And, also, we are just bombarded, as we talked about last night, by the media, which tells us who we should be, and that we should look a certain way, or that we should have certain things, or that we should have a certain kind of personality to be successful, to be a "somebody." And we’re filtering all these things in our minds, every day, to figure out who we are. Because we all have a need. We all have a great need to be significant, to know that we’re loved, and that we’re wanted.

And if one of those ingredients is missing in our lives, then we’re going to try to fill that up in some way. And, in our own efforts, usually, we try to conform to what we believe will make us a worthwhile person. And we try to fit into the world's mold, which is telling us that, to be significant we need to dress a certain way, we need to have clothes from a certain store, we need to live in a certain kind of house, in a certain part of the city, or have this much education, or this kind of job, or accomplish this many things.

If we can’t do it for ourselves – you know, some of us, what we try to do is say, “Well, if I can’t be a ‘somebody,’ then I’ll make sure my kids are somebody.” You know, “I’ll make sure things work out for them.”

But you know what God says? He says all these things, all these outward things that we try to do to make ourselves a "somebody," to make ourselves significant, are faulty foundations on which to build our worth. Because when a crisis comes in our lives, or a life change comes, then these foundations crumble, and they won’t hold us up. They won’t sustain us.

Well, all of us, to some extent, learn to view ourselves from imperfect people – for example, our parents – and we live in an imperfect world. And many of the messages we pick up about ourselves are false. And God wants us to know, from His Word, who we truly are. He wants us to know what He says about us.

And He tells us that we are already a “somebody” to Him, and we’re already worthwhile in His eyes. And when he looks at His children, he sees a valuable person. He sees a valuable person. He doesn’t see a mistake, and He doesn’t see a failure, and He doesn’t see a second-class citizen.
He doesn’t see somebody who has to keep trying harder and harder to prove that they’re a worthwhile person. He sees someone who is already significant, and already valuable.

Well, I grew up with a very poor self-image, and I spent the first 25 years of my life trying to prove to myself that I was really a “somebody,” that I was really a worthwhile person. And I tried to do this by using the world's methods to fill up those empty places in my life. You know, I thought, If I could just be pretty enough . . . Or, If I could get an education . . . Or, If I could get married . . . And then, If I could get married . . . If I could have a child . . . Or, If I could have my things . . . Or, If my husband could be successful . . . You know, those things, I thought, would make me significant.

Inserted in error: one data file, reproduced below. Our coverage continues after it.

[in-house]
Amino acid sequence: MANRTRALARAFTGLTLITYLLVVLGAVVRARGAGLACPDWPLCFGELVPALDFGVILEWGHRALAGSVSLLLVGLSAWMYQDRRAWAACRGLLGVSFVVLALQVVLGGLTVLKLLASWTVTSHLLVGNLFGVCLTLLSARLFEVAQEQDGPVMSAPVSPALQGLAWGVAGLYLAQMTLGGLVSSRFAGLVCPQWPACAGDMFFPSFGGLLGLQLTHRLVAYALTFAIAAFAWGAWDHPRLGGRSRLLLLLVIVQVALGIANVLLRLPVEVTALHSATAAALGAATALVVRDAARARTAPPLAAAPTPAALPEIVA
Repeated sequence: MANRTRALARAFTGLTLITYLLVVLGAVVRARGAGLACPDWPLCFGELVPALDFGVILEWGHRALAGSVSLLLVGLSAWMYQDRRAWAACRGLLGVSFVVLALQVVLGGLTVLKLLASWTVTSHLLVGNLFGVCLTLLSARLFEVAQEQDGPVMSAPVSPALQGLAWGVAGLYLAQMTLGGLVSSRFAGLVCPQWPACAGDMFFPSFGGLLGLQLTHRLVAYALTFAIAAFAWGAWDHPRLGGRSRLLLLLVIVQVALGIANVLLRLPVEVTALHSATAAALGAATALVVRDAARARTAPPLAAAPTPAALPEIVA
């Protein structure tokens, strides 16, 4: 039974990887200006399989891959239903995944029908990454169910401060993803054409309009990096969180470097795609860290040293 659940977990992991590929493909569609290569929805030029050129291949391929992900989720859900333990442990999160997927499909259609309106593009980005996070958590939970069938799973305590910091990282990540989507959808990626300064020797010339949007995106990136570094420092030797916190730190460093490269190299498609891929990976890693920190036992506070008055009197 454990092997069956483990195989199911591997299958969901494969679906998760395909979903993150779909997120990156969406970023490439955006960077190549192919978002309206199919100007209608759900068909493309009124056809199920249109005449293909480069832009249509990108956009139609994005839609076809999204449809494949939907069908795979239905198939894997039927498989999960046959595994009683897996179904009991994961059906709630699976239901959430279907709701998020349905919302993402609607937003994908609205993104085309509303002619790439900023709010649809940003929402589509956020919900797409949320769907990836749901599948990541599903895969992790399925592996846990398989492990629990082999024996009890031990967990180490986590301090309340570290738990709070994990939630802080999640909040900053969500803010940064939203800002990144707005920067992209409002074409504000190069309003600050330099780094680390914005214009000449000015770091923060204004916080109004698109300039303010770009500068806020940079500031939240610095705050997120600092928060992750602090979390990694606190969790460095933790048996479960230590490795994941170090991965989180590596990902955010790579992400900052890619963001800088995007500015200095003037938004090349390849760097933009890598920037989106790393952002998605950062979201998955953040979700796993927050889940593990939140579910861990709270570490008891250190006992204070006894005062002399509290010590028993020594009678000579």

But when I was 25, God began to teach me some very important lessons: that all of those things, all of those ways that I was trying to make myself significant, and I thought would make me a “somebody,” were just empty buckets. They were just empty buckets, because, down deep inside, I still had that emptiness. I still had that lack of self-worth that I constantly had to keep trying to fill up in other ways, and by working harder. And I look back on those early days in my life as my Cinderella story. And I wanted to tell you a little bit about that this morning.

I was born, to parents who were not believers, who were not Christians. I was the second born of three girls. And we grew up in a very small town, in the hills of West Virginia. We were called “hillbillies,” back then. I don’t know if they’re still called that today. We lived a very simple, and a very isolated life.

My mom was a housewife, and she didn’t drive a car. She has never gotten her driver's license. We didn’t have any kind of social life – or she didn’t, and she didn’t spend any time with friends. The whole focus of her life was her home. And she did take good care of her children. She was a very sweet, and kind person, a very quiet person.

I can’t remember her verbally expressing her love to me growing up. But I knew, from her actions, that she loved me, because she worked so hard to take care of us, and to see that our needs were met. She would give us things that she wanted herself, to make sure her three daughters had what we needed. She was a very fearful person, as I told you. She worried a lot about a lot of things that might happen.

One of her greatest priorities was keeping her house spotless. It had to be spotless, all the time. And cleaning her house just seemed to be the major priority of her life.

Well, my dad was a lot different. He was a very, very strong disciplinarian, and he ruled our house with an iron hand. He worked away from home a lot during the week in my growing-up years, and he was home on the weekends – which, as I look back now, was probably one of the saving graces of my life. Even though, when he was away – even when he was at work – I could feel his presence watching over me, and waiting for me to mess up.

He had rules for everything. He had rules for everything we did, and they were strictly enforced by hard spankings if you messed up. And everything had to be done perfectly, whatever you did. He was a very hard worker. He provided for our physical needs, and he expected us to work hard, and, as I said, whatever we did, to do it perfectly.